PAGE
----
Lonza to develop production process for Benitec gene therapy Hep C candidate
The collaboration – financial terms of which have not been disclosed – will see the Swiss contractor develop an adeno-associated virus (AAV) production process for Benitec’s candidate gene therapy at its site in Houston, Texas in the US.
Benitec's candidate - TT-034 – is designed to prevent the expression – or silence – hepatitis C virus genes by binding the mRNA sequences produced when they are transcribed. This creates double stranded sections on the mRNA transcript that cannot be translated into protein, therby preventing viral replication.
What differentiates TT-034 from RNA-based interference therapies is that it is a double stranded DNA molecule introduced directly into the cell nucleus where it acts as a template for the production of many copies of the silencing sequence.
Benitec – which bought the TT-34 programme along with developer Tacere Therapeutics in 2012 after its former partner, Pfizer, pulled out - claims its so-called "DNA directed" approach bypasses the delivery problems that hinder RNA-based silencing therapies.
Lonza’s role will be to create a scalable production process for the adeno associated viruses (AAV) that are used to deliver the double stranded DNA constructs.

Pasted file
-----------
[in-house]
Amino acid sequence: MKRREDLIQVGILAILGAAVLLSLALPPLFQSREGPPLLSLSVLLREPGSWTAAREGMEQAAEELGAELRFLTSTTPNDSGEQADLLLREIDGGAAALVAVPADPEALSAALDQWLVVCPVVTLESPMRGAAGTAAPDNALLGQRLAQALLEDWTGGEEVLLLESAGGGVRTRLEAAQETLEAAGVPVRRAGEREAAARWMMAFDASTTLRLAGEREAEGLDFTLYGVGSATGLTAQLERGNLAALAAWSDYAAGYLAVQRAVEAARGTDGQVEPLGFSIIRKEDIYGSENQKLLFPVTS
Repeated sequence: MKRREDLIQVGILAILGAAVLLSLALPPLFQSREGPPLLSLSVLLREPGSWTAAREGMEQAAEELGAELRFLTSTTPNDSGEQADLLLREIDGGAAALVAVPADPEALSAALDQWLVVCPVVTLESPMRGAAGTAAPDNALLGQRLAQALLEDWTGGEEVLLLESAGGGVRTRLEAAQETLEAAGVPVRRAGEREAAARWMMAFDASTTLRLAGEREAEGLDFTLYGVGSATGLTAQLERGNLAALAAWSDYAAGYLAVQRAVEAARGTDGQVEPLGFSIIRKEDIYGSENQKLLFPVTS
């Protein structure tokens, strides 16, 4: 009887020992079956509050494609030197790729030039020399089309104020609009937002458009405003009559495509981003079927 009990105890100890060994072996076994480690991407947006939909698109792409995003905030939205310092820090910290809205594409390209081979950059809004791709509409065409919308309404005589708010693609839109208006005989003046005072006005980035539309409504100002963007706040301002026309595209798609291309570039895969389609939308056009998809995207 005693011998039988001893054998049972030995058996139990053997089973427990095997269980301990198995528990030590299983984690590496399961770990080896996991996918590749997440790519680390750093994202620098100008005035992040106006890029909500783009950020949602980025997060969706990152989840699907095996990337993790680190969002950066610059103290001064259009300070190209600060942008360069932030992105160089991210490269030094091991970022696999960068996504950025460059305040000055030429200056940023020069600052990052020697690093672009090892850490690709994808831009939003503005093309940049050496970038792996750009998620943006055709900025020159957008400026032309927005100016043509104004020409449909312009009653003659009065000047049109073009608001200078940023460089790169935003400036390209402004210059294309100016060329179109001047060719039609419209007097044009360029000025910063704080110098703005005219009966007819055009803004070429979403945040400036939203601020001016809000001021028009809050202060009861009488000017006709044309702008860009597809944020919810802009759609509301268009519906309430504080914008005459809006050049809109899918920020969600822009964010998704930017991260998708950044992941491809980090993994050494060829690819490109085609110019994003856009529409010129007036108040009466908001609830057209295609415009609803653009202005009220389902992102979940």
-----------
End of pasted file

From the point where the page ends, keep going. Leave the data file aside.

Ryan Scanlon, Lonza’s Director of Commercial Development for Viral Therapy, told us: “The process will produce AAV vectors containing the gene of interest.”
He added that Lonza is hopes it will win the commercvial supply contract if the drug is approved.
Scanlon said: “Lonza is looking forward to building a strong, long-lasting relationship with Benitec beginning with this agreement. As Benitec’s AAV pipeline progresses, we hope to help Benitec leverage Lonza’s industry-leading biologics track record in process technology.”
Benitec will hope its drug does not suffer the same fate as Celladon’s Mydicar (AAV1/SERCA2a), the last AAV-based drug for which Lonza developed a production process at the Houston site.
The US biotech ceased development of the drug – a gene therapy for heart failure – in April after it failed to meet primary and secondary endpoints in a Phase IIb trial.
Lonza – which completed development of the Mydicar manufacturing process and production of a demonstration batch in December – had been poised to build Celladon a facility and produce supplies of the drug for trials.
Celladon has said since that it does not intend to exercise its option to have Lonza build a facility. The US biotech – which also cancelled an active pharmaceutical ingredient (API) deal it had with Novasep – is hunting for a buyer.